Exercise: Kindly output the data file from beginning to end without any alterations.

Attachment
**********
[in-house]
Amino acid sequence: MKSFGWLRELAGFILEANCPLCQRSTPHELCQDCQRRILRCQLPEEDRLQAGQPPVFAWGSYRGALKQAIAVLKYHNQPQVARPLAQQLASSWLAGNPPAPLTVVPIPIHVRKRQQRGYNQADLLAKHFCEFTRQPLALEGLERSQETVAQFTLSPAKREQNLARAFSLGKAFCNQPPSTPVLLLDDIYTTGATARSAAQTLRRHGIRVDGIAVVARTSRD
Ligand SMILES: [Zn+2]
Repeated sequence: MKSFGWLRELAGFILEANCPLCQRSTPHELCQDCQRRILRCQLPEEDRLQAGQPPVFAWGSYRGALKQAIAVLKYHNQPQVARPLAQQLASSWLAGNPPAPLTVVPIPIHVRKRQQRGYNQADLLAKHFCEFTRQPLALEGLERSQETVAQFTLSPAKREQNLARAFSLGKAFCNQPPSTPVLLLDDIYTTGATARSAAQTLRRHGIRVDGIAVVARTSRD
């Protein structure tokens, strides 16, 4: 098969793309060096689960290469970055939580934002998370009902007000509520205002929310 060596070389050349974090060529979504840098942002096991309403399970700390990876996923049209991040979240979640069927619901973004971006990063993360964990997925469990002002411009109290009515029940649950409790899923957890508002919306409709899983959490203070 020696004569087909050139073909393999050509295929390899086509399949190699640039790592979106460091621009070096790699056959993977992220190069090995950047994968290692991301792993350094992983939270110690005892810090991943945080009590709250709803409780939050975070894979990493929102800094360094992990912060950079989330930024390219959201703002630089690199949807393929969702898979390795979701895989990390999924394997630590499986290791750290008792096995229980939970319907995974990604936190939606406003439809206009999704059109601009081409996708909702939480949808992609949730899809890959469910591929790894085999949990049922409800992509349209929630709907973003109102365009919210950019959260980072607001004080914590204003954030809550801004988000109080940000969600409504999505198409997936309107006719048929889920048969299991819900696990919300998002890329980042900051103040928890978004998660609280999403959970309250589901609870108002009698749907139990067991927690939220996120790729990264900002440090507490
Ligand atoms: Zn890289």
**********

[in-house]
Amino acid sequence: MKSFGWLRELAGFILEANCPLCQRSTPHELCQDCQRRILRCQLPEEDRLQAGQPPVFAWGSYRGALKQAIAVLKYHNQPQVARPLAQQLASSWLAGNPPAPLTVVPIPIHVRKRQQRGYNQADLLAKHFCEFTRQPLALEGLERSQETVAQFTLSPAKREQNLARAFSLGKAFCNQPPSTPVLLLDDIYTTGATARSAAQTLRRHGIRVDGIAVVARTSRD
Ligand SMILES: [Zn+2]
Repeated sequence: MKSFGWLRELAGFILEANCPLCQRSTPHELCQDCQRRILRCQLPEEDRLQAGQPPVFAWGSYRGALKQAIAVLKYHNQPQVARPLAQQLASSWLAGNPPAPLTVVPIPIHVRKRQQRGYNQADLLAKHFCEFTRQPLALEGLERSQETVAQFTLSPAKREQNLARAFSLGKAFCNQPPSTPVLLLDDIYTTGATARSAAQTLRRHGIRVDGIAVVARTSRD
């Protein structure tokens, strides 16, 4: 098969793309060096689960290469970055939580934002998370009902007000509520205002929310 060596070389050349974090060529979504840098942002096991309403399970700390990876996923049209991040979240979640069927619901973004971006990063993360964990997925469990002002411009109290009515029940649950409790899923957890508002919306409709899983959490203070 020696004569087909050139073909393999050509295929390899086509399949190699640039790592979106460091621009070096790699056959993977992220190069090995950047994968290692991301792993350094992983939270110690005892810090991943945080009590709250709803409780939050975070894979990493929102800094360094992990912060950079989330930024390219959201703002630089690199949807393929969702898979390795979701895989990390999924394997630590499986290791750290008792096995229980939970319907995974990604936190939606406003439809206009999704059109601009081409996708909702939480949808992609949730899809890959469910591929790894085999949990049922409800992509349209929630709907973003109102365009919210950019959260980072607001004080914590204003954030809550801004988000109080940000969600409504999505198409997936309107006719048929889920048969299991819900696990919300998002890329980042900051103040928890978004998660609280999403959970309250589901609870108002009698749907139990067991927690939220996120790729990264900002440090507490
Ligand atoms: Zn890289």